The key role of nutrition in helping to manage Feline Idiopathic Cystitis (FIC), one of the most common forms of feline lower urinary tract disease (FLUTD), was confirmed by new scientific evidence presented at the 2014 Hill’s Global Symposium.
The two-day symposium – which took place in Prague on April 23 and 24 – took Feline Lower Urinary Tract health as its theme, with the role of stress as a risk factor for FIC as a particular focus.
According to organisers, speakers at the event discussed a range of topics relating to FLUTD, such as problem behaviours induced by stress and anxiety and how certain ingredients and nutrients can be used to help manage feline stress.
The symposium also marked the launch of Hill’s Prescription Diet c/d Feline Urinary Stress in Europe, and delegates heard results of a randomised, controlled, double-blinded clinical trial into the efficacy of this newly launched product.
Presented by Jody Lulich, co-director of the Minnesota Urolith Center at the University of Minnesota, the results showed that this food, in both its wet and dry formulation, reduced the recurrence of FLUDT signs.
Dr Lulich explained: ”This study shows that specially designed nutrition has a positive impact on reducing the recurrence of urinary signs in cats with FIC. We recommend that it should be used together with environmental enrichment and with stress reduction strategies.”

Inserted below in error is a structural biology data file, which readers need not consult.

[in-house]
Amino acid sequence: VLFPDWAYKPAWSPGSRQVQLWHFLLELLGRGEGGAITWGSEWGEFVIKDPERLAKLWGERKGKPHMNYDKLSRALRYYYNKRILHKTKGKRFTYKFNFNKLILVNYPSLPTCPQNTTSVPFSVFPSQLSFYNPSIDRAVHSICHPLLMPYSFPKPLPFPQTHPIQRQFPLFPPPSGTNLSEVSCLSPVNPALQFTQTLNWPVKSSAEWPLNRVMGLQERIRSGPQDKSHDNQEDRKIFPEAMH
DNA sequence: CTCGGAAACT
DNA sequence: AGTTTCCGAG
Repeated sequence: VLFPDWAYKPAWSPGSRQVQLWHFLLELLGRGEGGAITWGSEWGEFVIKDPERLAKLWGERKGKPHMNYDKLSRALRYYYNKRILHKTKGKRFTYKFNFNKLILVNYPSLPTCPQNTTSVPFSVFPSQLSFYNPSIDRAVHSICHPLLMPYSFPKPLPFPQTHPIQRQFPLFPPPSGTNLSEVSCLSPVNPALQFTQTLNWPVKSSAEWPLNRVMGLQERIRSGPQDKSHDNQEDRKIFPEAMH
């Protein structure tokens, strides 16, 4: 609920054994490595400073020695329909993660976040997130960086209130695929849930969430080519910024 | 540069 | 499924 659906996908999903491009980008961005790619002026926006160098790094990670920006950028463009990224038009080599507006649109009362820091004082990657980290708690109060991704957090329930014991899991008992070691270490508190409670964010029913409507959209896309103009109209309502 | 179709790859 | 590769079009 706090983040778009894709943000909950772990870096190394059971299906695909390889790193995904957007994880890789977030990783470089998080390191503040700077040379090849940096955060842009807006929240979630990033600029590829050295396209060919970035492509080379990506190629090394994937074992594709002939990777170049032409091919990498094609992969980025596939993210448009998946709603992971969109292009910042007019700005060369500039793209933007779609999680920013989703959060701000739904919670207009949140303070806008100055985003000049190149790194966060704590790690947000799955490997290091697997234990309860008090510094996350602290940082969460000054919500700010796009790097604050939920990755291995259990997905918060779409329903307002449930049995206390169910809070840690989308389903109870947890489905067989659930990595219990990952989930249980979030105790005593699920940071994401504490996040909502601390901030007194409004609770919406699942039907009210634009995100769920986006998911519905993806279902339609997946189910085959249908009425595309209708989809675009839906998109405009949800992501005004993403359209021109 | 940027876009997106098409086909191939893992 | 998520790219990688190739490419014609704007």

Andy Sparkes, veterinary director of the International Society of Feline Medicine, added: “This was a well-conducted study and will contribute Grade 1 evidence when it is published. The difference in the cats fed with the Hill’s Prescription Diet c/d Multicare was significant and gives confidence that it can make a difference.”
Dr Lulich also presented a double-blinded study which confirmed the role of the new prescription diet in dissolving struvite uroliths in as little as seven days. He said: “The results of this study indicate that dietary dissolution is an effective, safe and rapid method of eradicating sterile struvite uroliths from the urinary bladders of cats. The use of a prevention-dissolution food eliminates the need to transition cats to long-term prevention food.”
Hein Meyer, director of professional and veterinary affairs at Hill’s, said: “FIC is a frustrating condition, causing distress to owners and threatening the welfare of cats. We are delighted that these new studies confirm the key role of nutrition, in the management of FIC and FLUTD and in the stress and anxiety which play a role in its development.”